Composite sticks causing problems
The one-piece composite hockey sticks that are all the rage in the NHL these days are not all that they're cracked up to be.
"They cost four times as much, but they don't last four times as long," Edmonton Oilers equipment manager Barrie Stafford told Sports Online. "It's a big concern for teams in terms of budgeting."
Sticks like the Easton Synergy and the Louisville Response retail for up to $250 a piece, whereas a top-quality wooden stick sells for less than $40.
Made of synthetic materials like graphite and kevlar, the one-piece composite sticks were first introduced by Easton in 1999 and were an overnight sensation.
"It took the industry by storm," said Stafford. "This is probably the biggest change I've seen in 20 years since I've been here."
Most players have switched to the sticks because they have been proven to make shots harder. They have been particularly beneficial for players like Joe Sakic, never known for particularly hard shots, says Stafford.
"You ask any goalie. They'll tell you that the players' shots are harder," he said.
But the new sticks don't last any longer than wooden sticks. In fact, they might have an even shorter lifespan, as evidenced by the number of broken sticks in the playoffs this year.
"They don't last. The value is not there," said Stafford.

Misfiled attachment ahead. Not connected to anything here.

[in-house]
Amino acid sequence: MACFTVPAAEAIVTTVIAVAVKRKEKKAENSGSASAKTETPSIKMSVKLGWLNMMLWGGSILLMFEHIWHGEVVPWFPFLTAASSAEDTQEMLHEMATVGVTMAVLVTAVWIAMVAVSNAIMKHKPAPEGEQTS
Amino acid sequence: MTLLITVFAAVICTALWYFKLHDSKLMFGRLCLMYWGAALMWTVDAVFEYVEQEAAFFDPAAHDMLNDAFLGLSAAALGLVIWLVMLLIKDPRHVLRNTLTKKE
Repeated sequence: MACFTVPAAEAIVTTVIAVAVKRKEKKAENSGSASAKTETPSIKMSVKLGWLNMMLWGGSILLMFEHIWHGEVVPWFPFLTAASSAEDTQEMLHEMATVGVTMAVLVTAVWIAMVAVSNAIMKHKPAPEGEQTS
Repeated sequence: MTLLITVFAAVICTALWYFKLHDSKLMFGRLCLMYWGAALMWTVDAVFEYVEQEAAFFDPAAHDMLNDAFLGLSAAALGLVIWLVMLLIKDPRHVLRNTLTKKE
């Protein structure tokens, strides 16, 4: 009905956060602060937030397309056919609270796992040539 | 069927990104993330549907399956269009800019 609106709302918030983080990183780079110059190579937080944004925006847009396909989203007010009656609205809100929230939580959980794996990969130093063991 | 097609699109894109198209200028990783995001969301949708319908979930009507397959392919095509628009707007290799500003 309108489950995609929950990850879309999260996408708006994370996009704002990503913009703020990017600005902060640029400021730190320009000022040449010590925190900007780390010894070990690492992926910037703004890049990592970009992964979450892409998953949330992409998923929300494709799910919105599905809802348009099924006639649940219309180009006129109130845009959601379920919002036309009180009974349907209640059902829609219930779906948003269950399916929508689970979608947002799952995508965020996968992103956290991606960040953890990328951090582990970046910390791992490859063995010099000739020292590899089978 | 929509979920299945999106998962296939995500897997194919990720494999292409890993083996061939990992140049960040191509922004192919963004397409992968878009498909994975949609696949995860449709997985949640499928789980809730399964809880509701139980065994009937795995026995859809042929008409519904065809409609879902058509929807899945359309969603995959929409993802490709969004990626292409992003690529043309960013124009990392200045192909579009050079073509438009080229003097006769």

Since NHLers can go through multiple sticks in a game, the cost of purchasing sticks, for some teams, has shot through the roof.
Paul Boyer, equipment manager for the Detroit Red Wings, says the composite sticks become vulnerable if they get a small nick or crack.
Such damage can easily occur during faceoffs or when a defenceman gets his stick hacked.
"If the structural integrity is jeopardized, it's more susceptible to breakage," said Boyer.
CBC hockey commentator Don Cherry has railed against the new sticks, noting several times during the Round 1 telecasts that crucial scoring chances have been blown when synthetic sticks have disintegrated during a shot.
While most players have switched to the composite stick, not all have been sold on their virtues. In fact, some NHLers have tried the composite sticks and have since switched back to wood.
The most notable player to switch back is St. Louis defenceman Al MacInnis, who is regarded by most to have the hardest shot in the NHL.
Oilers tough guy Georges Laraque also switched back to wood after using a composite stick for most of the season.
"I have a better shot with a wood stick than a Synergy," he said.
Laraque found that the composite sticks tended to lose their "whip" quickly.
"After using a stick in a couple of practices, you can tell the difference," he said.
Wood sticks lose their whip as well, but they are a lot cheaper and equipment managers are not as reluctant to buy more of them.
Players using composite sticks are encouraged by some equipment managers to use them longer because of cost, said Boyer.
Another problem with one-piece sticks is that they are made of synthetic materials that don't give players as true a feel for the puck when it's on their blade.
As a result, some players are not able to control the puck as well they can with a wooden stick, said Stafford.
Because they make shots harder, composite sticks may also be to blame for an increase in the number of foot and facial injuries in the last couple of years.
In the first round of the playoffs between Toronto and Philadelphia, both Nik Antropov of the Maple Leafs and Eric Desjardins of the Flyers suffered broken bones in their feet as a result of getting hit by shots.